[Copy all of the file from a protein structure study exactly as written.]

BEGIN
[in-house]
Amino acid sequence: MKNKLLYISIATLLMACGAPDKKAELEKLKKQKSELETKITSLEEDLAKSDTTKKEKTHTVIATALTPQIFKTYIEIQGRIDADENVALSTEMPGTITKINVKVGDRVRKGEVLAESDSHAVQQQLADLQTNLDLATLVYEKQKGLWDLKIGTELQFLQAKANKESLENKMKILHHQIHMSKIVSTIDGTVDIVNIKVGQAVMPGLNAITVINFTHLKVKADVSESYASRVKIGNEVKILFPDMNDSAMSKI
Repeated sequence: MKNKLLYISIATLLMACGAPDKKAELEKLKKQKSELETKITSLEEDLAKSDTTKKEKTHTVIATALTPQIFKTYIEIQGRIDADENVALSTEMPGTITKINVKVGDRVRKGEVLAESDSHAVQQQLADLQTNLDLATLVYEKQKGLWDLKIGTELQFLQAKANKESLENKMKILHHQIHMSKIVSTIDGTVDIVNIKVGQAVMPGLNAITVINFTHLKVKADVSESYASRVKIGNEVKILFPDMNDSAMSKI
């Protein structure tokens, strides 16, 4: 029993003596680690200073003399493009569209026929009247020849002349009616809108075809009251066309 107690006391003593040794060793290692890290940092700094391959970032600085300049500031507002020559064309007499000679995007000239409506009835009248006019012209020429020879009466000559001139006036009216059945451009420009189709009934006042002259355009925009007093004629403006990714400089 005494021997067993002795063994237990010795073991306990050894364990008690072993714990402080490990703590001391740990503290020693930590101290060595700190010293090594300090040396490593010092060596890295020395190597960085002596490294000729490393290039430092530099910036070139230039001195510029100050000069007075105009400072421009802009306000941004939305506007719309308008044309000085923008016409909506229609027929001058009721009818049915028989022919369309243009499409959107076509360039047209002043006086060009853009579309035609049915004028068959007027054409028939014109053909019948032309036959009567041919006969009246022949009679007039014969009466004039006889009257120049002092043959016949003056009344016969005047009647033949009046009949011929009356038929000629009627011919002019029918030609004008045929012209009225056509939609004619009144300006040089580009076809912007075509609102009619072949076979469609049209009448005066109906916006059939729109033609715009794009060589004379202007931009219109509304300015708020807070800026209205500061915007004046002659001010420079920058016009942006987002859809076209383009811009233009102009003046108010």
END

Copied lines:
[in-house]
Amino acid sequence: MKNKLLYISIATLLMACGAPDKKAELEKLKKQKSELETKITSLEEDLAKSDTTKKEKTHTVIATALTPQIFKTYIEIQGRIDADENVALSTEMPGTITKINVKVGDRVRKGEVLAESDSHAVQQQLADLQTNLDLATLVYEKQKGLWDLKIGTELQFLQAKANKESLENKMKILHHQIHMSKIVSTIDGTVDIVNIKVGQAVMPGLNAITVINFTHLKVKADVSESYASRVKIGNEVKILFPDMNDSAMSKI
Repeated sequence: MKNKLLYISIATLLMACGAPDKKAELEKLKKQKSELETKITSLEEDLAKSDTTKKEKTHTVIATALTPQIFKTYIEIQGRIDADENVALSTEMPGTITKINVKVGDRVRKGEVLAESDSHAVQQQLADLQTNLDLATLVYEKQKGLWDLKIGTELQFLQAKANKESLENKMKILHHQIHMSKIVSTIDGTVDIVNIKVGQAVMPGLNAITVINFTHLKVKADVSESYASRVKIGNEVKILFPDMNDSAMSKI
């Protein structure tokens, strides 16, 4: 029993003596680690200073003399493009569209026929009247020849002349009616809108075809009251066309 107690006391003593040794060793290692890290940092700094391959970032600085300049500031507002020559064309007499000679995007000239409506009835009248006019012209020429020879009466000559001139006036009216059945451009420009189709009934006042002259355009925009007093004629403006990714400089 005494021997067993002795063994237990010795073991306990050894364990008690072993714990402080490990703590001391740990503290020693930590101290060595700190010293090594300090040396490593010092060596890295020395190597960085002596490294000729490393290039430092530099910036070139230039001195510029100050000069007075105009400072421009802009306000941004939305506007719309308008044309000085923008016409909506229609027929001058009721009818049915028989022919369309243009499409959107076509360039047209002043006086060009853009579309035609049915004028068959007027054409028939014109053909019948032309036959009567041919006969009246022949009679007039014969009466004039006889009257120049002092043959016949003056009344016969005047009647033949009046009949011929009356038929000629009627011919002019029918030609004008045929012209009225056509939609004619009144300006040089580009076809912007075509609102009619072949076979469609049209009448005066109906916006059939729109033609715009794009060589004379202007931009219109509304300015708020807070800026209205500061915007004046002659001010420079920058016009942006987002859809076209383009811009233009102009003046108010």